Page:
This was originally posted on the Get Well Grounded Blog (www.getwellgrounded.com/blog), but I thought I'd repost here.
I’m sure you’ve heard the expression, “You have to spend money to make money”. There’s certainly some truth to that. Here’s another one for ya: you have to unplug to stay connected. No doubt. What do I mean?…
People who’ve known me for a while are keenly aware of my resistance to embracing technology. It’s not that I don’t appreciate all the new tools we have or see the potential benefits of it all. I do. I also feel nostalgia for a simpler, calmer, less plugged-in time. And I worry that we’re becoming completely dependent on all our gadgets and electronic communications. In the interest of full disclosure, a few facts from my past… I used a Brother word processor until my last semester in college when my parents rocketed me into the computer age with a graduation gift: my first computer. I don’t even think I used email until that last semester. It took me years (after my friends had theirs) to cave in and get my first cell phone. And, even after I got it, I kept a land line for 5 years, on principle. I dug in my heels about Facebook (never thought I’d be on there) until my webmaster gave me a swift kick in the a$$ about social media in business. And, I just got my first smartphone 2 months ago, even though this little piece of technology makes a ton of sense for a web-based business owner. Yep, I can be stubborn.
But it’s more than stubbornness. My hesitance also comes from inner wisdom. I have a bit of an addictive personality and I can get easily absorbed in certain things, and social media, computers, and smartphones can be major vices if you’re not careful. Think about how often you check your e-mail. How much time do you spend on Facebook or Twitter? If your cell phone rings, do you answer it without thinking? I teach at a university and my students believe that it’s okay to check email, text message, etc., during class. This one still shocks me, and doesn’t fly in my classroom! Why do we need to be so accessible? It’s too much. I’m an open person and I love spending time with people, but this society of electronic “connectedness” is in many ways making us less productive, invading our privacy and stripping us of our moments of solitude. Why are we so afraid to be alone with our own thoughts? And if we want alone time, we have to schedule it! It didn’t used to be that way.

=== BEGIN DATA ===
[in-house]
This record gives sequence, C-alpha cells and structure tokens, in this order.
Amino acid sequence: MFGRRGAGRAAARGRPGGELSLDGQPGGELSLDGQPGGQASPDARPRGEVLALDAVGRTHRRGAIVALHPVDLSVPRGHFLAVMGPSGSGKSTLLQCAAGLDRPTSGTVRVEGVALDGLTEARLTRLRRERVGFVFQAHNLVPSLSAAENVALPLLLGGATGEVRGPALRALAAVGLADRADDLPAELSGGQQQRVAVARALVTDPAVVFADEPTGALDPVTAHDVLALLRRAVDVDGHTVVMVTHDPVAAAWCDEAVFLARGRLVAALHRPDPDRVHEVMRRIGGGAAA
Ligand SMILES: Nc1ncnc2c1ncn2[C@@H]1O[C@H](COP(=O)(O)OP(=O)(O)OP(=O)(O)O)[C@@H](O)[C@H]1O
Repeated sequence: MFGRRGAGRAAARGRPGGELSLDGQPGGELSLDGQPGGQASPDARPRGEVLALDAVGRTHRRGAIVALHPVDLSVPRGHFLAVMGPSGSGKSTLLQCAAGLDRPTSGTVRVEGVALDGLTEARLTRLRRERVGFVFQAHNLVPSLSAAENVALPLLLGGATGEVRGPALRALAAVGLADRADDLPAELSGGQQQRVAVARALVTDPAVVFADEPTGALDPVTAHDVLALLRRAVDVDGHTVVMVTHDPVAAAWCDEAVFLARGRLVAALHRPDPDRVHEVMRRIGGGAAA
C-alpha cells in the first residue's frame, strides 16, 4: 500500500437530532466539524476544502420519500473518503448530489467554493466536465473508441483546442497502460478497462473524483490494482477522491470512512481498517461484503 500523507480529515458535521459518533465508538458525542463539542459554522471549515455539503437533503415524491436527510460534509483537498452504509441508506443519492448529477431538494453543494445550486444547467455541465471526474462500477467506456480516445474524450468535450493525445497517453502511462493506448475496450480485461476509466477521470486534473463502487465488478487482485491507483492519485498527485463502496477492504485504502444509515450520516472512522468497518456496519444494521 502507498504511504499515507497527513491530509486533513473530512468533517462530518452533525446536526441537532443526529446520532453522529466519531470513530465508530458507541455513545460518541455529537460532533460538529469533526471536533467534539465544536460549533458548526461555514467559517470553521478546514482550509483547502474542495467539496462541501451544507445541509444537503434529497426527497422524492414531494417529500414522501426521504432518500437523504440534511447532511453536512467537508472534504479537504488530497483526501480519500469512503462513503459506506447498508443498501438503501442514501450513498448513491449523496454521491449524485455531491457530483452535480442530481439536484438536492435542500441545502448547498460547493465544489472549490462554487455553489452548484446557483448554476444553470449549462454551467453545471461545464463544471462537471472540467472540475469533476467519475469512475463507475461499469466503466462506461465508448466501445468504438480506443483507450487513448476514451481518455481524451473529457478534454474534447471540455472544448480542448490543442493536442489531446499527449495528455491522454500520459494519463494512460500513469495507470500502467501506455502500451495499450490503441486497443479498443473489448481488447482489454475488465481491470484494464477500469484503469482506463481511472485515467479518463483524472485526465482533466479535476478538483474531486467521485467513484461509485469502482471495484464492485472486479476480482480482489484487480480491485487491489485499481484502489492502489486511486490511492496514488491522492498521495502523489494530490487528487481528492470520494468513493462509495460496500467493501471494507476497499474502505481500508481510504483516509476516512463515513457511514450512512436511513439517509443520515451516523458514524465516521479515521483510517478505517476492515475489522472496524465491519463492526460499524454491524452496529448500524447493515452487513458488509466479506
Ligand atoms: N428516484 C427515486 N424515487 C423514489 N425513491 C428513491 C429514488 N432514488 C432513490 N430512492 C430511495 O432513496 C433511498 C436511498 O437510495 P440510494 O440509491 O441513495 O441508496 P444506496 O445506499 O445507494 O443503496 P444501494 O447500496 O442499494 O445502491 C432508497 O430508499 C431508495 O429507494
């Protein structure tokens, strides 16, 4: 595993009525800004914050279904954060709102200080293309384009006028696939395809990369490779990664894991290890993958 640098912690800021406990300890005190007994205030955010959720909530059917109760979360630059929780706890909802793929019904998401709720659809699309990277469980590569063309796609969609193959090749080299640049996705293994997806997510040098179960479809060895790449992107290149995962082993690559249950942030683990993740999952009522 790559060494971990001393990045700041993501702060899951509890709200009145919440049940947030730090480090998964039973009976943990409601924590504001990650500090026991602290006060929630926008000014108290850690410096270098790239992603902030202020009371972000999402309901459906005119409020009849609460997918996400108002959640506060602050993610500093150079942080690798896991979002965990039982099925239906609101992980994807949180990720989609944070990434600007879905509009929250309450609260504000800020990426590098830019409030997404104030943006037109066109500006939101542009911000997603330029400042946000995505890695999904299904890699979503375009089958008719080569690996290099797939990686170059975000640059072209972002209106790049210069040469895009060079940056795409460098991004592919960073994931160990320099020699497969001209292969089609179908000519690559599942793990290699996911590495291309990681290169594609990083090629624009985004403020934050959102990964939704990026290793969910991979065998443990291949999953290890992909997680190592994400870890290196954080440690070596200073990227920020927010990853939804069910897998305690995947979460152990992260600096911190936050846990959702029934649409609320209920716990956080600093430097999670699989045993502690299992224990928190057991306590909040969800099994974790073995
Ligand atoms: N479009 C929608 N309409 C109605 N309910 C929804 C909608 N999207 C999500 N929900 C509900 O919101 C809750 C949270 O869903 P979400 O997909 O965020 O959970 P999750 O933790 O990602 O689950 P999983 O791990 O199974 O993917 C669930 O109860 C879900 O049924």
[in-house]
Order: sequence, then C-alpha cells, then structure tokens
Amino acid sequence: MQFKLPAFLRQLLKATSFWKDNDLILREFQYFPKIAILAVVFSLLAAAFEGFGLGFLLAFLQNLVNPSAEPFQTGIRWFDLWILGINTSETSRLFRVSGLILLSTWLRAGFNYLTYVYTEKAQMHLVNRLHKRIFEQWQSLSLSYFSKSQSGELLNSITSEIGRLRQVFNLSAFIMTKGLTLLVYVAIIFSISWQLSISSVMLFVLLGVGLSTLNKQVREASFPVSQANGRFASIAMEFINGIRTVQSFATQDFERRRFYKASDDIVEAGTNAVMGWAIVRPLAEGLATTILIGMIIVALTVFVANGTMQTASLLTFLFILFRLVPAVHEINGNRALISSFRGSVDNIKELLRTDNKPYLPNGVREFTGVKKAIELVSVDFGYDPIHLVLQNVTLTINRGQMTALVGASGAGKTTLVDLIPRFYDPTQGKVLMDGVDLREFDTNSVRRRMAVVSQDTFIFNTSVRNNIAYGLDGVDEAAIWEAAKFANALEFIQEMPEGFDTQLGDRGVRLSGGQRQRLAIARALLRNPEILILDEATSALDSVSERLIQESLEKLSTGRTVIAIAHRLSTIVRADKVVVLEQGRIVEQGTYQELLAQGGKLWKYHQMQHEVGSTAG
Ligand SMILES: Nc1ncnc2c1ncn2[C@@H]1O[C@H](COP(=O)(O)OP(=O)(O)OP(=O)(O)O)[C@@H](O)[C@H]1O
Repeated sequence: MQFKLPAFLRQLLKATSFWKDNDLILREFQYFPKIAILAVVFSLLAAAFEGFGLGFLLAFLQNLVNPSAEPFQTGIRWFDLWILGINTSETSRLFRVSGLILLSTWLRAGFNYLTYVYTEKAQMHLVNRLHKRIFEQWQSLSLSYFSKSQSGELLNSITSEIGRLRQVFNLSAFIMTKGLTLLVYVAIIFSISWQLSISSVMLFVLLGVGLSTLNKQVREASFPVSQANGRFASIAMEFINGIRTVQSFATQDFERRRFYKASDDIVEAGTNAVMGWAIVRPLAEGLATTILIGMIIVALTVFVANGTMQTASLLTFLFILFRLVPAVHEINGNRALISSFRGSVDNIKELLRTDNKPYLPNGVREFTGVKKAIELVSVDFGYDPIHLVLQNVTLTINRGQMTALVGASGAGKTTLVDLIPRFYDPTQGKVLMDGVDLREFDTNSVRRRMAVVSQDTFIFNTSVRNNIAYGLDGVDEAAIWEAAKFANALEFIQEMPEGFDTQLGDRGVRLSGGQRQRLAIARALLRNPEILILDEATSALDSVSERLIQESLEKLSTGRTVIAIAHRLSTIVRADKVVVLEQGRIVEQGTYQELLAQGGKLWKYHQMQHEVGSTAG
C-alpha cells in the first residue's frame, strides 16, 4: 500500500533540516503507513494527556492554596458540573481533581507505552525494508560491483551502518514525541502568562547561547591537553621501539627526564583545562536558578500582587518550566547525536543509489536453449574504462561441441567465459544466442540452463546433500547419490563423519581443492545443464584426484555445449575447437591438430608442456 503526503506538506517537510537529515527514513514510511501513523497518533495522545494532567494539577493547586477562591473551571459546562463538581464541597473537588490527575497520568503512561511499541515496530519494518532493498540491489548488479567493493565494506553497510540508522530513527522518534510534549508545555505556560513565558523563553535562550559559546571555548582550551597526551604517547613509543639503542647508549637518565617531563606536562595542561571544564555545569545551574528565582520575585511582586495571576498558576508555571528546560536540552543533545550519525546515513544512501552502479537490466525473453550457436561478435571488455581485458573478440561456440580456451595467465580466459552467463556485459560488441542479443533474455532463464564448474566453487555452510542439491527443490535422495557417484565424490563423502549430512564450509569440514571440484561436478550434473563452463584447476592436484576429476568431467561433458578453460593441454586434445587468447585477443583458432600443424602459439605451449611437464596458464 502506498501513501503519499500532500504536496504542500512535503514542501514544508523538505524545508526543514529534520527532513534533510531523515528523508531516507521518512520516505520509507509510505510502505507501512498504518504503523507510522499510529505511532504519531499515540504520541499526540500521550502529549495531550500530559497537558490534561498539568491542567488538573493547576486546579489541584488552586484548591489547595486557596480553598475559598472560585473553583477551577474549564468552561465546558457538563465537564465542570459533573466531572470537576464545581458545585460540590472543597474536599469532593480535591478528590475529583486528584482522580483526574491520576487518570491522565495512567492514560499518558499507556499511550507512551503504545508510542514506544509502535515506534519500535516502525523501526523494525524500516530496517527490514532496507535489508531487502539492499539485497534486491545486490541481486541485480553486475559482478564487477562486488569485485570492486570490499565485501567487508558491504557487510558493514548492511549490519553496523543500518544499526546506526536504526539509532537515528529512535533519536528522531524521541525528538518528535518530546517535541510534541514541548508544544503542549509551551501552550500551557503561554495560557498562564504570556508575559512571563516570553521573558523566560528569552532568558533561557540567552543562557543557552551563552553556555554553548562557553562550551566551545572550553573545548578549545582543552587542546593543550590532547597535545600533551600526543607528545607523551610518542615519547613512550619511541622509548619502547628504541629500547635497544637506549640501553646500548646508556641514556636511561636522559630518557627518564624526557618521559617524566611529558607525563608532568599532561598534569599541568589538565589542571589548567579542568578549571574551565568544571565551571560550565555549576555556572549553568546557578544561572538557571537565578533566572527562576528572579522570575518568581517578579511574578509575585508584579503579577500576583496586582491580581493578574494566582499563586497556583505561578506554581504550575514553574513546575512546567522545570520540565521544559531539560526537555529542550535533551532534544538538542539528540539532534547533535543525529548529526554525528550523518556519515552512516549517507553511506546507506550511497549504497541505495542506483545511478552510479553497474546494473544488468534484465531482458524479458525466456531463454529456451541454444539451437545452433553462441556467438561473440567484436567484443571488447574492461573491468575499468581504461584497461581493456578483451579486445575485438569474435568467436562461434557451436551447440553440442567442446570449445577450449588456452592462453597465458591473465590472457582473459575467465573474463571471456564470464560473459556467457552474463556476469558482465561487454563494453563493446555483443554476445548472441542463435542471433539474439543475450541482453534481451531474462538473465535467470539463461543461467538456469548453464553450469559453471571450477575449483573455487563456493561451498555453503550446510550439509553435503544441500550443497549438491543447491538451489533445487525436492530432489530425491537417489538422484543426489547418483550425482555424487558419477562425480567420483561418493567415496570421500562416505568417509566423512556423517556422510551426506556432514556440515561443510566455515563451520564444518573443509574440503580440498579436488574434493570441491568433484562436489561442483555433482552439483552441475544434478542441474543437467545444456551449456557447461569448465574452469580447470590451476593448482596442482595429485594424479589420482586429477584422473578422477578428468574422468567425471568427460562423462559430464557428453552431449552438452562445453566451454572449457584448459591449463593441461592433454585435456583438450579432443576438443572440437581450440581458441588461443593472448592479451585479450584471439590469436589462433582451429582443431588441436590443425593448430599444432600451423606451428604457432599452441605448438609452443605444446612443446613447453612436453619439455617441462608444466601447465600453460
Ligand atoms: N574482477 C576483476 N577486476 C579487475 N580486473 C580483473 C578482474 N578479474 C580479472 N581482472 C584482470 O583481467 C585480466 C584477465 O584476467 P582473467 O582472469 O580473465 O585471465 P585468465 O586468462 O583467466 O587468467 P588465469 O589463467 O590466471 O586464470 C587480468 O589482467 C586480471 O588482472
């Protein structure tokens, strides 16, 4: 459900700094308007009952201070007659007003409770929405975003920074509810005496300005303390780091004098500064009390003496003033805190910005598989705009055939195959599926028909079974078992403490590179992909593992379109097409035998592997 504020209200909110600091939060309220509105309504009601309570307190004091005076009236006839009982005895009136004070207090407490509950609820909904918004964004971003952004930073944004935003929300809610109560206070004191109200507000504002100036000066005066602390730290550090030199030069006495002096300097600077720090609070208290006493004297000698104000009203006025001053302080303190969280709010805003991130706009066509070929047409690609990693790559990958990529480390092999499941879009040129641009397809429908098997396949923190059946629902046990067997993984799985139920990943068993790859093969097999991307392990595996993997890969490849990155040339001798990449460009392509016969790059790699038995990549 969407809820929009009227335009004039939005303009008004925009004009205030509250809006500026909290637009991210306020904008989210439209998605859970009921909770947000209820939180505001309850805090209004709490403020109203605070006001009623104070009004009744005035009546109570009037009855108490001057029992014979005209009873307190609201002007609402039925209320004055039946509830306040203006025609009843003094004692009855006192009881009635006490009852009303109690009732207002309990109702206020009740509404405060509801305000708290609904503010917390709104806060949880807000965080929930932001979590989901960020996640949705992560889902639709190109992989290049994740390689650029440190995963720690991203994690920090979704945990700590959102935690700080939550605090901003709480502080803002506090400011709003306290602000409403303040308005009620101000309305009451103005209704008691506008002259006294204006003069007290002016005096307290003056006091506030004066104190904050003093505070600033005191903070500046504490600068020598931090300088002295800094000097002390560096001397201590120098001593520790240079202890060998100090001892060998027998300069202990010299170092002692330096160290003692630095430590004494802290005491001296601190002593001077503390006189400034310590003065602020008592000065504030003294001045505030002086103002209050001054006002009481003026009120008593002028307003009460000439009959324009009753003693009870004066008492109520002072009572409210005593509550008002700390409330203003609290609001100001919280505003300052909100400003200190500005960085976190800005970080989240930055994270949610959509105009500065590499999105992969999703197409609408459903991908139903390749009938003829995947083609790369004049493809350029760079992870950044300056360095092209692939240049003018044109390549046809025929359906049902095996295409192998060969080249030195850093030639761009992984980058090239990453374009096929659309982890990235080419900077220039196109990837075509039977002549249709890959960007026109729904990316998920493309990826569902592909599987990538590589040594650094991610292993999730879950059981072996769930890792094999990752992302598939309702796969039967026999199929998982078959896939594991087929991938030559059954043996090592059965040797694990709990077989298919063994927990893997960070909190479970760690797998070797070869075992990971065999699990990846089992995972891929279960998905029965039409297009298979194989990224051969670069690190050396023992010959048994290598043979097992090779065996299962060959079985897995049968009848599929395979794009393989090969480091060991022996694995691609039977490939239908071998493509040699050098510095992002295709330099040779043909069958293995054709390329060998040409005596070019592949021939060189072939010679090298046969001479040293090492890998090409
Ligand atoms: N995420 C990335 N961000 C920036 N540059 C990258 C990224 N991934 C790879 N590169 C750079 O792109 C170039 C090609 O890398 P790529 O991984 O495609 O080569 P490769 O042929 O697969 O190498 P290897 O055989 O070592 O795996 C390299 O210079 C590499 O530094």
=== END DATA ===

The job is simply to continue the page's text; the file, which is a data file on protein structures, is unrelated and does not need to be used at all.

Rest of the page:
During my final year in grad school, I went on a 5-day vacation to the Yucatan peninsula. I stayed in a biosphere reserve, slept in a hut by the ocean, and there was no electricity (except in the kitchen building where they made us the most wonderful fresh food!). I turned off my cell phone when I boarded the plane, left it in my bag the whole time, and didn’t check messages until the day after I returned home. That vacation was the beginning of some serious lifestyle changes to come. I returned home feeling refreshed and peaceful, and it did not go unnoticed. My friends kept commenting on how different my energy was. My reactions to all the normal frustrations were so different (my stress response had shifted). Granted, some of this came from taking my first real vacation, 5 days with great people in a beautiful place, and the healing power of the ocean. But I know that getting unplugged was a hugely important piece of the relaxation and transformation.
For some of you, 5 days without answering the phone, checking emails or text messages, and generally being “connected” with people may seem uncomfortable or even impossible. So let me share this. After my Mexico vacation, I checked my phone and I had a few messages and missed calls. I returned them over the next few days. There were no problems and everyone was fine waiting for the returned calls. I checked my e-mail and there were a lot of messages to sort through. It was a bit overwhelming at first, but I learned something really cool. I had forgotten to set an autoresponder, so people were wondering why I wasn’t getting back to them. No emergencies. Nothing serious. It’s just that people were so used to me getting back to them within hours (sometimes minutes) that they were confused by my delayed response. I had a few messages marked urgent. I wasn’t able to respond to those ‘urgent’ messages while I was away, but there were no tragic consequences. Everything had been taken care of without me. People could survive and function without me for 5 days. Go figure. Understanding that was so freeing! From that moment on, I started choosing one weekend day each month to unplug. I would turn off my phone, turn off my computer, and make no plans. On these unplugged days, I’d curl up and read an entire book, play outside with my dog, cook something new, and do whatever else came up. Ironically, unplugging allowed me to recharge and to feel more connected with myself, my environment, and the world.
These days, I spend a lot of time on the phone and on the computer. I love what I’m doing, but there are times when I feel overstimulated, overly accessible, and underconnected. It’s time to reinstitute my unplugged days. Maybe that sounds great to you too. Maybe it sounds like too much too soon. Here are a few ways you can unplug a little and take back your you time in your daily life. See if any resonate with you…
Do you need to get unplugged? Any of these sound familiar? (I’ve done ‘em all)
If you create your own intentions and rituals to help you unplug, I promise you’ll end up more, not less, connected with the people in your life (including yourself). eat well. live well. be well. get well grounded.